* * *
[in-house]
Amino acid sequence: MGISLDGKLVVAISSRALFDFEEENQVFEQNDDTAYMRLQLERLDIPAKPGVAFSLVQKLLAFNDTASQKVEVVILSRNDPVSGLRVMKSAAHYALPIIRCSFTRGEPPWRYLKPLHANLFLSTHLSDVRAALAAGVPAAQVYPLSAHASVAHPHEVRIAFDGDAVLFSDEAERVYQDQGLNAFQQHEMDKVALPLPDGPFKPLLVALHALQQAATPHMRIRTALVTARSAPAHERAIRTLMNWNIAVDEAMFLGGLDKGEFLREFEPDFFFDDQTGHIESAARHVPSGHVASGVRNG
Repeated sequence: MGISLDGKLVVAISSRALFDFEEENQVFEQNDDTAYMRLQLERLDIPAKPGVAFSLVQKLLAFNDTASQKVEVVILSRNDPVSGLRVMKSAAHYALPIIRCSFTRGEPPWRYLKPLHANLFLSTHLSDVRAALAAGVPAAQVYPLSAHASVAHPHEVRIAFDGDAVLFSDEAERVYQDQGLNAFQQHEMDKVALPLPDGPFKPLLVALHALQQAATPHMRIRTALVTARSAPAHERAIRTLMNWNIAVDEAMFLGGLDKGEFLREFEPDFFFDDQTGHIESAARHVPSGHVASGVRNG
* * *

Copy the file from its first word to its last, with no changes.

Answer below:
[in-house]
Amino acid sequence: MGISLDGKLVVAISSRALFDFEEENQVFEQNDDTAYMRLQLERLDIPAKPGVAFSLVQKLLAFNDTASQKVEVVILSRNDPVSGLRVMKSAAHYALPIIRCSFTRGEPPWRYLKPLHANLFLSTHLSDVRAALAAGVPAAQVYPLSAHASVAHPHEVRIAFDGDAVLFSDEAERVYQDQGLNAFQQHEMDKVALPLPDGPFKPLLVALHALQQAATPHMRIRTALVTARSAPAHERAIRTLMNWNIAVDEAMFLGGLDKGEFLREFEPDFFFDDQTGHIESAARHVPSGHVASGVRNG
Repeated sequence: MGISLDGKLVVAISSRALFDFEEENQVFEQNDDTAYMRLQLERLDIPAKPGVAFSLVQKLLAFNDTASQKVEVVILSRNDPVSGLRVMKSAAHYALPIIRCSFTRGEPPWRYLKPLHANLFLSTHLSDVRAALAAGVPAAQVYPLSAHASVAHPHEVRIAFDGDAVLFSDEAERVYQDQGLNAFQQHEMDKVALPLPDGPFKPLLVALHALQQAATPHMRIRTALVTARSAPAHERAIRTLMNWNIAVDEAMFLGGLDKGEFLREFEPDFFFDDQTGHIESAARHVPSGHVASGVRNG